Some slight spoilers below…
Though Neighbors provides a bunch of hearty laughs, I can’t remember the last time I saw such a poorly scripted comedy. In one scene, the leading couple get into their first fight of the film and indicate that they’re going to separate and possibly get divorced. It almost comes out of nowhere, and doesn’t make sense with everything that led up to it. In literally the next scene, they get back together, rendering a whole ten minutes of the film pointless. Neighbors has a strong central conflict, but this one was inserted solely for the sake of upping the dramatic stakes in the second act.
There are some larger points made about coming to terms with being parents and giving up the fun that comes without being younger and without those responsibilities, but they don’t resonate whatsoever. It seemed as if Neighbors shoehorned in these portions because, you know, movies are suppose to have themes and big ideas. I just have big objection to these films doing by the numbers screenwriting 101 plot points if the actors or director aren’t going to be invested in them.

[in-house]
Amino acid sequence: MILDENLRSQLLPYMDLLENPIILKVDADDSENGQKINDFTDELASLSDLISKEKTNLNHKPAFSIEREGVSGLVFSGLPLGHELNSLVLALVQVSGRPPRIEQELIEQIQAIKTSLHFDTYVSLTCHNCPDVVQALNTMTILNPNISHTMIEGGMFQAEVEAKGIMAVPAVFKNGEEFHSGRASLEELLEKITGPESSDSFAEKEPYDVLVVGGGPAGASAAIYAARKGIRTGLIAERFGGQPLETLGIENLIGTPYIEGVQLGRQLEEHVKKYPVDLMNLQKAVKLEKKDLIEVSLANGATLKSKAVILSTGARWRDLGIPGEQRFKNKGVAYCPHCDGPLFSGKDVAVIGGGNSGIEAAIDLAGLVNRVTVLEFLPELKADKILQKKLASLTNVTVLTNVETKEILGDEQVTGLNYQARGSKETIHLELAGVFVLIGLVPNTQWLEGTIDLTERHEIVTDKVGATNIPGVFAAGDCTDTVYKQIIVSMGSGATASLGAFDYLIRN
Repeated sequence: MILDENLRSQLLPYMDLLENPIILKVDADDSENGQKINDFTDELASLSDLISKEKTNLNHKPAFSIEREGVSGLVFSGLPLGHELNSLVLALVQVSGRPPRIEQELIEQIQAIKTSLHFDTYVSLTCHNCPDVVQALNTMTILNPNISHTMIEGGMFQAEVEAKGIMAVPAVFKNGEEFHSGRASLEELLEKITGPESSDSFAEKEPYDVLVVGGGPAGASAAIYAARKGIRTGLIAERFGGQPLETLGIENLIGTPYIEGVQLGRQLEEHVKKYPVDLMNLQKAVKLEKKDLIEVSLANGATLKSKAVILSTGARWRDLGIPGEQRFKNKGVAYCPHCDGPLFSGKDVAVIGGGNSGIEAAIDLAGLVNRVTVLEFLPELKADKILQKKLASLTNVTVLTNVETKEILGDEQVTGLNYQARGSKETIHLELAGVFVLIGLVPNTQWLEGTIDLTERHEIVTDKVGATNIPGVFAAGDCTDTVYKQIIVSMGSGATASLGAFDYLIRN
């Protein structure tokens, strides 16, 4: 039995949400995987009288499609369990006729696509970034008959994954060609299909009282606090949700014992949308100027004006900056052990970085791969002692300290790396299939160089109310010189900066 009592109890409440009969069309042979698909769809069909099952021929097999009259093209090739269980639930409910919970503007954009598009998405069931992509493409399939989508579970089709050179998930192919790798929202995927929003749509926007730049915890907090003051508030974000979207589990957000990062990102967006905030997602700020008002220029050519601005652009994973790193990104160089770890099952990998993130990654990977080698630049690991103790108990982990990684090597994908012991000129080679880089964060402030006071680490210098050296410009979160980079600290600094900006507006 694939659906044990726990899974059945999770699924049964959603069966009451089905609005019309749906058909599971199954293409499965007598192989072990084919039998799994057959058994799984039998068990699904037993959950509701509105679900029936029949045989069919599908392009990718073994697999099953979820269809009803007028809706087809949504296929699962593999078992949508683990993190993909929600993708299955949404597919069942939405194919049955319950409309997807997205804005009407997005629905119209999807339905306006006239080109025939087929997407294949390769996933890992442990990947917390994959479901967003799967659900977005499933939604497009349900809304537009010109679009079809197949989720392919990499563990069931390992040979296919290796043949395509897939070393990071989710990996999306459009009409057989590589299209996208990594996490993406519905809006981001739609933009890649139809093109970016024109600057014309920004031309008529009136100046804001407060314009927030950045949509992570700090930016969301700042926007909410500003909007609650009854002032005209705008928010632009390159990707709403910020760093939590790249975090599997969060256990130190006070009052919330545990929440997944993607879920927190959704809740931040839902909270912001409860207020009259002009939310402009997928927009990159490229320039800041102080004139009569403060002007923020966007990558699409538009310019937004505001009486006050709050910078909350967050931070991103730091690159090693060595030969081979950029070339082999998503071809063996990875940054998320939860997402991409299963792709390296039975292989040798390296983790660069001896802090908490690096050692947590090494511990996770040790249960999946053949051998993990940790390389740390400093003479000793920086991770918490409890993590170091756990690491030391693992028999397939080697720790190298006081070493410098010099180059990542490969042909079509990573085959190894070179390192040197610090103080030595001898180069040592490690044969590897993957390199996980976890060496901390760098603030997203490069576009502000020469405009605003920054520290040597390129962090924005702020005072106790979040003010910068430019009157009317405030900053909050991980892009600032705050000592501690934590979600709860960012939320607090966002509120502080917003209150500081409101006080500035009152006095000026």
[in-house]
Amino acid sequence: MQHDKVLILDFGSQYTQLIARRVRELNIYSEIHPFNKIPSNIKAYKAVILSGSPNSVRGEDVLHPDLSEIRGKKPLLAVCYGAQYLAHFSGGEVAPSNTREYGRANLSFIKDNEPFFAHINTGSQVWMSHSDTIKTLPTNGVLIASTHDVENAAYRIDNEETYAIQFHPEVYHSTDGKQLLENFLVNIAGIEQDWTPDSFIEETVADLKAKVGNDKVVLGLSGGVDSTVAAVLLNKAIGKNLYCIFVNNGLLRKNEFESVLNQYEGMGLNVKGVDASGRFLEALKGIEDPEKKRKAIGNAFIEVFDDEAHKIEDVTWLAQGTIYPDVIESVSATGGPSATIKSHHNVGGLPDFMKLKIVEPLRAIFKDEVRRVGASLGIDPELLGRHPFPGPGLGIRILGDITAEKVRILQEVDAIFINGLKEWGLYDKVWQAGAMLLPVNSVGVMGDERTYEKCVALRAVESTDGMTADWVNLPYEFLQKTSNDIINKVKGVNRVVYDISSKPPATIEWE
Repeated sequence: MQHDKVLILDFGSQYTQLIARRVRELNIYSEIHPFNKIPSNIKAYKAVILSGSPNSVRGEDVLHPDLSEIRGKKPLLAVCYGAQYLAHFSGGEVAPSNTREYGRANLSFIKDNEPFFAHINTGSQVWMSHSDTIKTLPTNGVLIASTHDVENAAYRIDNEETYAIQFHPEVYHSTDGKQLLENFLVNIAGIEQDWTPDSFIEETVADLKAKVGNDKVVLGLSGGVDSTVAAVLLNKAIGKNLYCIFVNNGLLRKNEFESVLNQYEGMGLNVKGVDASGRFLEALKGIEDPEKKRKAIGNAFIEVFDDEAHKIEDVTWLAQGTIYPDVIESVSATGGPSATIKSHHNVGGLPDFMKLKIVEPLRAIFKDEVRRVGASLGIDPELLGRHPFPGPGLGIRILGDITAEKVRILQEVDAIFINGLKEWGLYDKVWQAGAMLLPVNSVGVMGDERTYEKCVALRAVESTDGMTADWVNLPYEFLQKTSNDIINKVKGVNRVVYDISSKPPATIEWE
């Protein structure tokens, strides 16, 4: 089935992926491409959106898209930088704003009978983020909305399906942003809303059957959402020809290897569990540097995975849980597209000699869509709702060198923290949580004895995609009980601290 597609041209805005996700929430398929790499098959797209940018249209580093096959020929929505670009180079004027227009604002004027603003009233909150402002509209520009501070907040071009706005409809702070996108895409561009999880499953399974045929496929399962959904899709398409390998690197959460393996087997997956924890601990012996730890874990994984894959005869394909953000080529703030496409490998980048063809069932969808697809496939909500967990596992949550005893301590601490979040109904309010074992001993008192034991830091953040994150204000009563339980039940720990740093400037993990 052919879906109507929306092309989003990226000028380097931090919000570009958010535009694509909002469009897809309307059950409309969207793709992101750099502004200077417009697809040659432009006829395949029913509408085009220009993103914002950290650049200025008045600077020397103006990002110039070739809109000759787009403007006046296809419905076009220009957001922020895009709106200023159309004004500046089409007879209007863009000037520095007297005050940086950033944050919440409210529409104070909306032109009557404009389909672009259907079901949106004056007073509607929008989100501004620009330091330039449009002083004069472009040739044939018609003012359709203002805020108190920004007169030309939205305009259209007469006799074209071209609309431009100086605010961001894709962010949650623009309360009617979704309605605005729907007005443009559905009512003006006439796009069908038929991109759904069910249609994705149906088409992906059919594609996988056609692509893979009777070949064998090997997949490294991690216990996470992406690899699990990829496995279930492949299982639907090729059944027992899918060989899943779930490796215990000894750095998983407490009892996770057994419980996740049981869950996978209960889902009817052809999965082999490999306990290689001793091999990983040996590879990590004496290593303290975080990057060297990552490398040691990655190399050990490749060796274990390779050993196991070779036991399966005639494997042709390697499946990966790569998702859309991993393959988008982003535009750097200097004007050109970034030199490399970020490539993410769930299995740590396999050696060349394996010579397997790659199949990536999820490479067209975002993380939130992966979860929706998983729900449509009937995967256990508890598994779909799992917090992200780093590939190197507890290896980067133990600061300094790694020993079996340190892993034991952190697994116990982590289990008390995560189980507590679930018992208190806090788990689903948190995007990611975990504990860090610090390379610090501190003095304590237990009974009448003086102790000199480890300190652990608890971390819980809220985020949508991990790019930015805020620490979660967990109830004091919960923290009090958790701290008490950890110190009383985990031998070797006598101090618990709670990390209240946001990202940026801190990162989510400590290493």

That being said, there is some surprising, new talent in Neighbors. Jerrod Carmichael is a revelation, and has some of the funniest lines in the film. And there’s Zac Efron, who should no longer be held back because of the perception of being a High School Musical alum. He’s got a lot of charm and plays the snaky aspects of his character well. I miss the range Seth Rogen showed in Observe and Report, but he does stretch his shtick a bit in Neighbors. And hats off to Rose Byrne, who I’ve never particularly liked, but gives the best performance in the movie.
Neighbors is uneven and a lot of the jokes don’t land whatsoever. It’s not necessarily a bad movie, but not one that I could strongly recommend.